No. Its often hard to predict how much time will go into a project at the very beginning. So to settle on a dollar price per hour is easy for the designer and customer to agree on, understand, and calculate as they move forward. I have been offered a new printer/scanner in exchange for doing the lay out of a book. Its true I needed a good printer, but I was just getting into the project and didn't know how extensive it would be. If I had said yes to that barter, I'm afraid I would have had a hard time asking for additional payment later on. The total price of my work is reasonable and fair, and by taking the barter I would have been taking a HUGE cut myself. I already gave the client a family discount, but still need to have them know what I'm worth.I would probably be more willing to barter on smaller scale projects. Say on ongoing web updates...in trade for say IT services. Bartering simple services between experts.Its hard to measure value and compare the value of services with physical objects. Hell, its hard enough to come up with an hourly rate (which I think is very important and totally fair)...Bartering between professionals for their services. So that someone it IT would understand the value and work I put in....compared to a family member wanting a project who has no basis of knowledge about the work involved. So mutual understanding of project details by both parties involved. Also, a contract. Putting a value on the bartered service, so additional charges could be added...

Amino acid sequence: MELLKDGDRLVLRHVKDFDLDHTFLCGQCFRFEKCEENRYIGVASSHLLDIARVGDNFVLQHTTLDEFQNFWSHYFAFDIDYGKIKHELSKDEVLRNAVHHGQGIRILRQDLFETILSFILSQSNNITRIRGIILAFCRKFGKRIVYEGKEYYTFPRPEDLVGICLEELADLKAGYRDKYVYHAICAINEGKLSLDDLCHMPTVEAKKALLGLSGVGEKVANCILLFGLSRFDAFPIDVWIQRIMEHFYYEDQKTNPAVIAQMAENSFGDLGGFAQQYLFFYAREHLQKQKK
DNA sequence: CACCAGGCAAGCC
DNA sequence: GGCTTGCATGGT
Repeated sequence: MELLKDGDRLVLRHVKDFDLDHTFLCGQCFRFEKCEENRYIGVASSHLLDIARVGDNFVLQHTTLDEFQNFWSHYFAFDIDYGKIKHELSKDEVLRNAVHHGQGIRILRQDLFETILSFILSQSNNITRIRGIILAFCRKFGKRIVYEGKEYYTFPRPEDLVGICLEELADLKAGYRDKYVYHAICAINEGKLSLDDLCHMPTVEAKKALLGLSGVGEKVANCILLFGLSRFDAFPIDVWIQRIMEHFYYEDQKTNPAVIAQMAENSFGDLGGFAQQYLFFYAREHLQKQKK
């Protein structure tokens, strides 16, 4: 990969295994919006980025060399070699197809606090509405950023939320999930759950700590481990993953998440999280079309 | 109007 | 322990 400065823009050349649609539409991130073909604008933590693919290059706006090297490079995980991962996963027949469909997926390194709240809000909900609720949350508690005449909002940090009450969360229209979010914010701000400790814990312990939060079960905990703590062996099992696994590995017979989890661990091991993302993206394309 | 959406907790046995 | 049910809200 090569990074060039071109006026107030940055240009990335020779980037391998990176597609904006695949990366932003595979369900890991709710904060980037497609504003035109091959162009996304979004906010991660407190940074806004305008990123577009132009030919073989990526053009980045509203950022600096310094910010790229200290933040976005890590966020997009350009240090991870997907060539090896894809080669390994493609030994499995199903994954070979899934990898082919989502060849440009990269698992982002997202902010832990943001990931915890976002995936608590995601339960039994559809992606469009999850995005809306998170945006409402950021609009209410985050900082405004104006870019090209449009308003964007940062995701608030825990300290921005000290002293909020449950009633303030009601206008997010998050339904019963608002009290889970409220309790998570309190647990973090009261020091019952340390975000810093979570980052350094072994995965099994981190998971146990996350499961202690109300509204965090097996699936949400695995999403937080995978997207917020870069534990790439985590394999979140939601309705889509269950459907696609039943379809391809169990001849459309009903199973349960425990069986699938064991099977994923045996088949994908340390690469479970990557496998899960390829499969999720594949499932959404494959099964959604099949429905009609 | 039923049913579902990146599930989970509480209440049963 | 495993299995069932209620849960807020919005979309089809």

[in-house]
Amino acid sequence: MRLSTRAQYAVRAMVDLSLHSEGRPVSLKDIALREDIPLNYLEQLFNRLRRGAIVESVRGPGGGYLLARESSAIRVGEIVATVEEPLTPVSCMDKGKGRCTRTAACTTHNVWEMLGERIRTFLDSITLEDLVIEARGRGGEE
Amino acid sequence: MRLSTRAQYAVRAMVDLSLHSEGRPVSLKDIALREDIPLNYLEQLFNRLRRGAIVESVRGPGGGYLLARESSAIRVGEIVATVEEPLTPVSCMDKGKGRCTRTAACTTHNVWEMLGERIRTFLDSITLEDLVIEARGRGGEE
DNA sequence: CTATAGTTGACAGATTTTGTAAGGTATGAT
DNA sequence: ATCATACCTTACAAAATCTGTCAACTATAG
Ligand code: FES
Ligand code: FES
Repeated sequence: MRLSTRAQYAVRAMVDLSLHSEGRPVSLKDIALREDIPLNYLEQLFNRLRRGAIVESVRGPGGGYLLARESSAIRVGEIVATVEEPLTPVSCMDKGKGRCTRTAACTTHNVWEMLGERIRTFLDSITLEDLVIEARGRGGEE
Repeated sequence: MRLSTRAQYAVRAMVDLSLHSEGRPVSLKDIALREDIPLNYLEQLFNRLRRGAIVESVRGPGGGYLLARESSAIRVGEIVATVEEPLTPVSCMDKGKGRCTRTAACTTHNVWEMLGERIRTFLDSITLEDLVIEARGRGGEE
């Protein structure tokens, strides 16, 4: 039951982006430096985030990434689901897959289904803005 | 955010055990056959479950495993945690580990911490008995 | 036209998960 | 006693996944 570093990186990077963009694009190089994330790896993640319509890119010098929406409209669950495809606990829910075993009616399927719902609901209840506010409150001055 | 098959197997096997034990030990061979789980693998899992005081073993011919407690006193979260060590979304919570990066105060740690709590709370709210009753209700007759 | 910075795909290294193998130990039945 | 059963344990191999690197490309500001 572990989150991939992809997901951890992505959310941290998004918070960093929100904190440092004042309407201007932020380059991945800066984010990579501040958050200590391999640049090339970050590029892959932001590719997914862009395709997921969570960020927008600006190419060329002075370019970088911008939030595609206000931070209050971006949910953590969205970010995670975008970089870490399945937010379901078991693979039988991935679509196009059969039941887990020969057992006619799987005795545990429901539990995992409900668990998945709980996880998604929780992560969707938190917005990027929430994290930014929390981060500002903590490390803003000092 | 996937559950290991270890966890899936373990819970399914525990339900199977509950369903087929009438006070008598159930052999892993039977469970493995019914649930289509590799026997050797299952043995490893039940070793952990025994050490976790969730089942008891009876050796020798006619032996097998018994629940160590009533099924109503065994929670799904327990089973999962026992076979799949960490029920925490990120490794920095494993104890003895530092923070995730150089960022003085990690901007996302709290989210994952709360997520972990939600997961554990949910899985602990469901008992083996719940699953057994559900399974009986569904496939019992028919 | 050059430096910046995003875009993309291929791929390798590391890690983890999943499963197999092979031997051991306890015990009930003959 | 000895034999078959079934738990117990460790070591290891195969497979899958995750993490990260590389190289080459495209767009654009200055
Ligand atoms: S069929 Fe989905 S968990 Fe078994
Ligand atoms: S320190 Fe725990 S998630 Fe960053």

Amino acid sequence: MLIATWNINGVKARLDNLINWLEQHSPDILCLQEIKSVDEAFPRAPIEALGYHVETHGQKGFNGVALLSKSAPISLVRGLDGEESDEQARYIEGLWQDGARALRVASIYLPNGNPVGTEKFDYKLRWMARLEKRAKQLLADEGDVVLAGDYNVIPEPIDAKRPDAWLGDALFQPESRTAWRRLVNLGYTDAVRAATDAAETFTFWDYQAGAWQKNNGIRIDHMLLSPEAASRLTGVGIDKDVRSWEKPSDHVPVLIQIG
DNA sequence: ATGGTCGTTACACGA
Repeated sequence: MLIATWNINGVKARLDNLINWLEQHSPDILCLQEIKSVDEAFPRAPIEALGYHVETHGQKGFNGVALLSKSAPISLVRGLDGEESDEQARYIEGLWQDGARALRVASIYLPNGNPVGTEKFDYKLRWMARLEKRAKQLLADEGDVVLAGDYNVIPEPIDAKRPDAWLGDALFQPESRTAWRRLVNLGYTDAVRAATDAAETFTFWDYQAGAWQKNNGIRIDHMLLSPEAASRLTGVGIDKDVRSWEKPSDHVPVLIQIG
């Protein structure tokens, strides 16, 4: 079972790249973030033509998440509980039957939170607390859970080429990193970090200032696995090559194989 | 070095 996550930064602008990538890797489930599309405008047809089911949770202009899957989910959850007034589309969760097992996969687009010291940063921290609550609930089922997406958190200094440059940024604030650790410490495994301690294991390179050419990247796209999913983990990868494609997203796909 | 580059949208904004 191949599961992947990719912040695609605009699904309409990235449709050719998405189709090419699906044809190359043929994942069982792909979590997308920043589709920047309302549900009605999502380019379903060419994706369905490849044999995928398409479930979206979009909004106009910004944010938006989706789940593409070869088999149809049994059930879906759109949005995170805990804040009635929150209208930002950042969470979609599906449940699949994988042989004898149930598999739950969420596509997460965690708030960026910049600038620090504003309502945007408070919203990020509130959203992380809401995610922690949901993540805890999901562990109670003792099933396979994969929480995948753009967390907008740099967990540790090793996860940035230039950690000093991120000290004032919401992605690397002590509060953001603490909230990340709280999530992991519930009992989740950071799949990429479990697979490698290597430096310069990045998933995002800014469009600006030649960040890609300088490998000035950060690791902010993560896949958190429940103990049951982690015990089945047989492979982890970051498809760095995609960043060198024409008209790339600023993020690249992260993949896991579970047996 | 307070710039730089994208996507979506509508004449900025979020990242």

I don't do design work directly, but work in a semi-related field of web development and work with designers often.Do you barter? Why/Why not?-------------------------------------Yes, when times are good, I often barter my ability to create web sites for a lot of different things (sometimes design work). The main reason I do this is because of the lack of formality and legal issues. I am not business savoy and setting a price and drawing up a contract is more than I want to do in my free time, so there is a lot of value in the relaxed barter transaction for me.Why don't more people barter now?-------------------------------------I think the main reason people don't barter is that people are not used to assigning value for goods and services that don't involve a specific dollar amount.A currency system allows for everyone to have the same understanding of value. With modern society and specialization, one person does not necessarily know what how another person works or creates, so it is difficult for someone to assign their own value to a car mechanic, for instance, because we often don't know what is involved in that transaction. In less modern times, I think it was more common that the average person knew the process of services and products and could assign personal value. A currency system levels out the idea of value and makes it common for all.I think it can become easy for people to feel cheated in a barter exchange because there is not explicit value assigned. But, with open communication about value and process, it should be trivial to ensure that both parties feel that the exchange is beneficial.What would make bartering more successful?-------------------------------------I think contracts are necessary for any professional bartering. But once you get into contracts, you begin to assign concrete value which begin to translate to a monetary system. So, there has to be some value in bartering itself, in my opinion. For me, its the lack of contract, but it can be many things to many people.
HII am blazabes and I Like the barterbarter